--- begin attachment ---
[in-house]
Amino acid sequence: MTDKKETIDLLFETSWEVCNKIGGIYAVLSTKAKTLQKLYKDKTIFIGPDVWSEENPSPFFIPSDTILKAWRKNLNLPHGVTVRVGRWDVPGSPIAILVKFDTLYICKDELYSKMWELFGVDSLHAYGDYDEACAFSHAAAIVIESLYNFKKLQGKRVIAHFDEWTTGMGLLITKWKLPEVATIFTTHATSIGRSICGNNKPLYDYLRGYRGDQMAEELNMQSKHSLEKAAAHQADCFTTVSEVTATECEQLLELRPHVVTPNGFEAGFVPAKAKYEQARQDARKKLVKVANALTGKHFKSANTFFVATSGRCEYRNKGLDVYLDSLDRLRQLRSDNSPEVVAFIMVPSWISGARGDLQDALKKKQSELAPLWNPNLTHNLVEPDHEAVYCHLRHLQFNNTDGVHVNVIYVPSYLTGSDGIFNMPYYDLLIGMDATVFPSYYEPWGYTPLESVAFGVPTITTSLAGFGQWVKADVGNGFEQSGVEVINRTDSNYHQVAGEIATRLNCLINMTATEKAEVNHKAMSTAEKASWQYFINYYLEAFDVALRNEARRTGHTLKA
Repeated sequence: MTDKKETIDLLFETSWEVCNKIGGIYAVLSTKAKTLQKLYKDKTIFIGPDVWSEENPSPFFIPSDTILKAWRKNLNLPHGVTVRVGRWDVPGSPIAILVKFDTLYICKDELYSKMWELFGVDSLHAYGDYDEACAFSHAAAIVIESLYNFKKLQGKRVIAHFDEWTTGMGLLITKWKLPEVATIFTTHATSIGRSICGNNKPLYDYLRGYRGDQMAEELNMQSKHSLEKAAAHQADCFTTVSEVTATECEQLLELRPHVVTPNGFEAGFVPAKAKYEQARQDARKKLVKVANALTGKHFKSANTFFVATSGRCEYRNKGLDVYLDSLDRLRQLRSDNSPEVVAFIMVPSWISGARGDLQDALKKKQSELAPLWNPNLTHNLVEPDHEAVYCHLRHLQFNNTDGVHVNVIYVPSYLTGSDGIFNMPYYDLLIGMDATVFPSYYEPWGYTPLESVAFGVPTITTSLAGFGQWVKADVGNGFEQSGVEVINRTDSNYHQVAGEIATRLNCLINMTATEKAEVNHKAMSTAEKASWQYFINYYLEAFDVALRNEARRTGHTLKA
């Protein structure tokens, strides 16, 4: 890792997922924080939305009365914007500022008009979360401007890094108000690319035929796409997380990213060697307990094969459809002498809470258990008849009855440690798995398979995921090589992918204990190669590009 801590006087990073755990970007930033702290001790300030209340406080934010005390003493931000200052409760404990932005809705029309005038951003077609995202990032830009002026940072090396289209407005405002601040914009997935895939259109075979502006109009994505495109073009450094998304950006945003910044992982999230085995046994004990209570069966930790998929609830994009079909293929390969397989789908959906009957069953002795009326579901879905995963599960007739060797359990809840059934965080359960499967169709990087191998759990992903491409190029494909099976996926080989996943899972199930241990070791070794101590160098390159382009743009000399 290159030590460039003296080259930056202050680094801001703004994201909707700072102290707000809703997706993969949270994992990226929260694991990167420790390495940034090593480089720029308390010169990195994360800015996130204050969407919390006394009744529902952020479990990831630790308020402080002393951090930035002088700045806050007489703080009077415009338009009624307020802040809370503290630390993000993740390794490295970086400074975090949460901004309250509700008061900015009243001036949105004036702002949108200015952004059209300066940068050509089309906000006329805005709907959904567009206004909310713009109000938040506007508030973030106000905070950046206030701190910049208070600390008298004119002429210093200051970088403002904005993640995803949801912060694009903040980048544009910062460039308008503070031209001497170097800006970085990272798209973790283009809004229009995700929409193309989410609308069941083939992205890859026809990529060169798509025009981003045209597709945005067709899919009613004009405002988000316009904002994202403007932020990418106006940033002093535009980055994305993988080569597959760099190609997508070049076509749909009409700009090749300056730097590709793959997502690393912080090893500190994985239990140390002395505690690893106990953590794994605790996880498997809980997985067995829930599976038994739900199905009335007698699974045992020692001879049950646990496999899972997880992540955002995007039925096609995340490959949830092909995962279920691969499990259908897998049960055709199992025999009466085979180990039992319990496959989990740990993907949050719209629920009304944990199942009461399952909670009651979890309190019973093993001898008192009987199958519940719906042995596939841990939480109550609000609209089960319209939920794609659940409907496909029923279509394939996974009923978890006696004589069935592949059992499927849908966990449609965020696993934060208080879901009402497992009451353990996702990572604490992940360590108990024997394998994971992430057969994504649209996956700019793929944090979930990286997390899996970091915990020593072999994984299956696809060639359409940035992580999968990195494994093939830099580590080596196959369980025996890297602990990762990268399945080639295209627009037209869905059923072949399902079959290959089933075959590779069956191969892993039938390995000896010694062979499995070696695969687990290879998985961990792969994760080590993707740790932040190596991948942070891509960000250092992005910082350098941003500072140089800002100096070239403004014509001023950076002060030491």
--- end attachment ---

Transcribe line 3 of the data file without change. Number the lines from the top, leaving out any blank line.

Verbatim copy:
Repeated sequence: MTDKKETIDLLFETSWEVCNKIGGIYAVLSTKAKTLQKLYKDKTIFIGPDVWSEENPSPFFIPSDTILKAWRKNLNLPHGVTVRVGRWDVPGSPIAILVKFDTLYICKDELYSKMWELFGVDSLHAYGDYDEACAFSHAAAIVIESLYNFKKLQGKRVIAHFDEWTTGMGLLITKWKLPEVATIFTTHATSIGRSICGNNKPLYDYLRGYRGDQMAEELNMQSKHSLEKAAAHQADCFTTVSEVTATECEQLLELRPHVVTPNGFEAGFVPAKAKYEQARQDARKKLVKVANALTGKHFKSANTFFVATSGRCEYRNKGLDVYLDSLDRLRQLRSDNSPEVVAFIMVPSWISGARGDLQDALKKKQSELAPLWNPNLTHNLVEPDHEAVYCHLRHLQFNNTDGVHVNVIYVPSYLTGSDGIFNMPYYDLLIGMDATVFPSYYEPWGYTPLESVAFGVPTITTSLAGFGQWVKADVGNGFEQSGVEVINRTDSNYHQVAGEIATRLNCLINMTATEKAEVNHKAMSTAEKASWQYFINYYLEAFDVALRNEARRTGHTLKA